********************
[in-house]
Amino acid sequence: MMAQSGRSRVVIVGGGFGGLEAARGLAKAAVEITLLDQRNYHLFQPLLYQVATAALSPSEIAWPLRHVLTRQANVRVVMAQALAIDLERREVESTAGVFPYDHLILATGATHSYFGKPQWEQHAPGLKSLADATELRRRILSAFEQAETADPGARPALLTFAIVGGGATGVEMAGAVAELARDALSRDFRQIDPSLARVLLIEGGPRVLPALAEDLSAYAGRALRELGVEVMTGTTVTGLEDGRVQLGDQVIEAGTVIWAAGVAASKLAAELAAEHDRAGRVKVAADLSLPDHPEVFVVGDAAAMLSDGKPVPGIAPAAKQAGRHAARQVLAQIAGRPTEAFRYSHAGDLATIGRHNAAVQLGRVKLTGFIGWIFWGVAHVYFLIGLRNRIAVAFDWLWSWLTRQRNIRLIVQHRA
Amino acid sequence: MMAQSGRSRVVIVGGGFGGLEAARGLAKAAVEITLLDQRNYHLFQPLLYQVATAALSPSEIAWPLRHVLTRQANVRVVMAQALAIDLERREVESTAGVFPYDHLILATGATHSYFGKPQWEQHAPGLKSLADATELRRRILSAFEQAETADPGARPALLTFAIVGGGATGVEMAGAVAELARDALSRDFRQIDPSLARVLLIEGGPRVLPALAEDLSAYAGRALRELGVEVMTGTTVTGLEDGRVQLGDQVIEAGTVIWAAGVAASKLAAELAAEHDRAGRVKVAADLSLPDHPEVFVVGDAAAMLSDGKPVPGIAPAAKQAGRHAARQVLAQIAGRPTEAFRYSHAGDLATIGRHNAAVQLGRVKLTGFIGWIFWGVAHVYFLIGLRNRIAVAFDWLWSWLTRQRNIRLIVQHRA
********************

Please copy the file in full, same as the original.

[in-house]
Amino acid sequence: MMAQSGRSRVVIVGGGFGGLEAARGLAKAAVEITLLDQRNYHLFQPLLYQVATAALSPSEIAWPLRHVLTRQANVRVVMAQALAIDLERREVESTAGVFPYDHLILATGATHSYFGKPQWEQHAPGLKSLADATELRRRILSAFEQAETADPGARPALLTFAIVGGGATGVEMAGAVAELARDALSRDFRQIDPSLARVLLIEGGPRVLPALAEDLSAYAGRALRELGVEVMTGTTVTGLEDGRVQLGDQVIEAGTVIWAAGVAASKLAAELAAEHDRAGRVKVAADLSLPDHPEVFVVGDAAAMLSDGKPVPGIAPAAKQAGRHAARQVLAQIAGRPTEAFRYSHAGDLATIGRHNAAVQLGRVKLTGFIGWIFWGVAHVYFLIGLRNRIAVAFDWLWSWLTRQRNIRLIVQHRA
Amino acid sequence: MMAQSGRSRVVIVGGGFGGLEAARGLAKAAVEITLLDQRNYHLFQPLLYQVATAALSPSEIAWPLRHVLTRQANVRVVMAQALAIDLERREVESTAGVFPYDHLILATGATHSYFGKPQWEQHAPGLKSLADATELRRRILSAFEQAETADPGARPALLTFAIVGGGATGVEMAGAVAELARDALSRDFRQIDPSLARVLLIEGGPRVLPALAEDLSAYAGRALRELGVEVMTGTTVTGLEDGRVQLGDQVIEAGTVIWAAGVAASKLAAELAAEHDRAGRVKVAADLSLPDHPEVFVVGDAAAMLSDGKPVPGIAPAAKQAGRHAARQVLAQIAGRPTEAFRYSHAGDLATIGRHNAAVQLGRVKLTGFIGWIFWGVAHVYFLIGLRNRIAVAFDWLWSWLTRQRNIRLIVQHRA